Thursday, February 29, 2024

Bearclaw Summons (A Serialized Story) blog post #643

 Image Courtesy of Pinterest:


Did the first installment grab your attention. If you have any interest in multicultural tales, I suspect it did.


Here’s the second part of the story.




“He’ll come in the morning.”

“Maybe it’s not smart for him to miss work. Might put them on guard. He loses his job, those two will see the rifles are discovered missing, and he’ll get the blame.”

“That might be, but anybody can be sick one or two days. He’ll come see you tomorrow.”

“All right. I’ll be at Snakehead at noon.”

“Thank you, nephew. Uh ... Willy’s the only one in his family working. He ain’t got much money. You have any idea what it’ll cost?”

Again Bart was silent for a few seconds. “You say he paints?”

The man and his wife both nodded. “Nora,” Big Jack said quietly. The woman went into the other room and returned with two framed canvases.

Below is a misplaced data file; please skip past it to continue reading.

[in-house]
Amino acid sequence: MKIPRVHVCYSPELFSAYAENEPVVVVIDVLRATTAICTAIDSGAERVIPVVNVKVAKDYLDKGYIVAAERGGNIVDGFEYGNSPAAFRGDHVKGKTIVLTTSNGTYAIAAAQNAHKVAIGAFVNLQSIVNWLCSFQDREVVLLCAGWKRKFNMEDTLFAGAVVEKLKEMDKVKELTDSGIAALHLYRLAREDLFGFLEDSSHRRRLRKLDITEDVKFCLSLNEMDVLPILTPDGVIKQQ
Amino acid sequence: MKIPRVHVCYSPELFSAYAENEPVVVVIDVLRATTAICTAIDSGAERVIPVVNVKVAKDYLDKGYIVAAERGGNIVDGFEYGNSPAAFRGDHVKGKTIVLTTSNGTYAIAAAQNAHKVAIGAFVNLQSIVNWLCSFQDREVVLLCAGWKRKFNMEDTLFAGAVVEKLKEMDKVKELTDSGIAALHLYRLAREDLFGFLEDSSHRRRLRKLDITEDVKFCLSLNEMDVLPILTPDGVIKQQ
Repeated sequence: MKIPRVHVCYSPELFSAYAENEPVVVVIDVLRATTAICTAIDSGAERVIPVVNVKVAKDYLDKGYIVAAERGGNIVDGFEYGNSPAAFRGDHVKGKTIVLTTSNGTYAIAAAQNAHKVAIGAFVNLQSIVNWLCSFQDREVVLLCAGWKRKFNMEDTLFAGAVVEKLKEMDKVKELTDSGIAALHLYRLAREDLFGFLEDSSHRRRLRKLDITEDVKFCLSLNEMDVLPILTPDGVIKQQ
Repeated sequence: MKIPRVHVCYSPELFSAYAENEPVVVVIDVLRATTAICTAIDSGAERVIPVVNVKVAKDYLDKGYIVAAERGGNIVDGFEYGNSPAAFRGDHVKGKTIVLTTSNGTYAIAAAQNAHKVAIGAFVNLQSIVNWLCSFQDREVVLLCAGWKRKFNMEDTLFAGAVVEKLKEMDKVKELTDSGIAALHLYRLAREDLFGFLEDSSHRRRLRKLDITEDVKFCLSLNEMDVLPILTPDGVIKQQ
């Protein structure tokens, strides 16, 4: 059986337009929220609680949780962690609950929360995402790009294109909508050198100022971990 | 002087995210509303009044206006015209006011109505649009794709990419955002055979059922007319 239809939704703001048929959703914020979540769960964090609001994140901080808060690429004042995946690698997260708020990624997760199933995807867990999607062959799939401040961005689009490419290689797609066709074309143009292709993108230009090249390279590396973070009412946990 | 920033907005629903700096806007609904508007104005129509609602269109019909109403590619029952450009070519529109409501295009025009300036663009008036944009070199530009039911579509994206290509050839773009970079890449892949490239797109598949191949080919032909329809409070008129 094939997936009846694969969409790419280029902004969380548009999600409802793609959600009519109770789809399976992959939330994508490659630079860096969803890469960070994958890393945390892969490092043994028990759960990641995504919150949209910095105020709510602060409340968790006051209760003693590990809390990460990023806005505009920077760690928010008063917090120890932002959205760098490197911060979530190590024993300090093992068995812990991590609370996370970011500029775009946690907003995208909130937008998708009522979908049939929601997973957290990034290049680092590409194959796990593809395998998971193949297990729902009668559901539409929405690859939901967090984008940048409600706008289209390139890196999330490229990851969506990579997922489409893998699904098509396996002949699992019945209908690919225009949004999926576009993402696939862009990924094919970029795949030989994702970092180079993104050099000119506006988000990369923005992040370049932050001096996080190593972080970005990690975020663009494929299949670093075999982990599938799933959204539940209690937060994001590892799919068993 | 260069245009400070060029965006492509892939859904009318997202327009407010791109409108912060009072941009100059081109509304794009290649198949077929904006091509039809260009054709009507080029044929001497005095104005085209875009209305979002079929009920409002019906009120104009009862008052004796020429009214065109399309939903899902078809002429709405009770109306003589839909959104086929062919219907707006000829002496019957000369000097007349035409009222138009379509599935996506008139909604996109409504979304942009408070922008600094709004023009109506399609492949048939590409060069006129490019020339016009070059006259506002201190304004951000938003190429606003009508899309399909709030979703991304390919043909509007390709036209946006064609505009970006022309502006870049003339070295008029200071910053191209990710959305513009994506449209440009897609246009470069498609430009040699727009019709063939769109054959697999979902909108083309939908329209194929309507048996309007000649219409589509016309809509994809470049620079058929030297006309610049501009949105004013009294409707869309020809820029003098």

One was an Apache Mountain Spirit Dancer, masked and wearing a headdress. The second was a view of the Sacred White Mountain from the south. The dancer was done in a primitive style, in stark, vibrant colors. The landscape was different; it had depth and perspective and light and shadow. Bart’s eyes shifted back and forth between the two oils.

He sighed. “It’s going to be expensive. Lawyers cost money. I’m afraid it will take both of them.”

Big Jack and his wife resumed breathing. They were satisfied. Their nephew would pay his own way without swiping food from the family table.

“But understand, Jack, I have to feel good about this before I go to my friend. Willy has to talk straight to me, and I’ll have to test his words. You’re a good judge of men, Big Jack Bearclaw, but in some matters, a man’s gotta take his own measure.”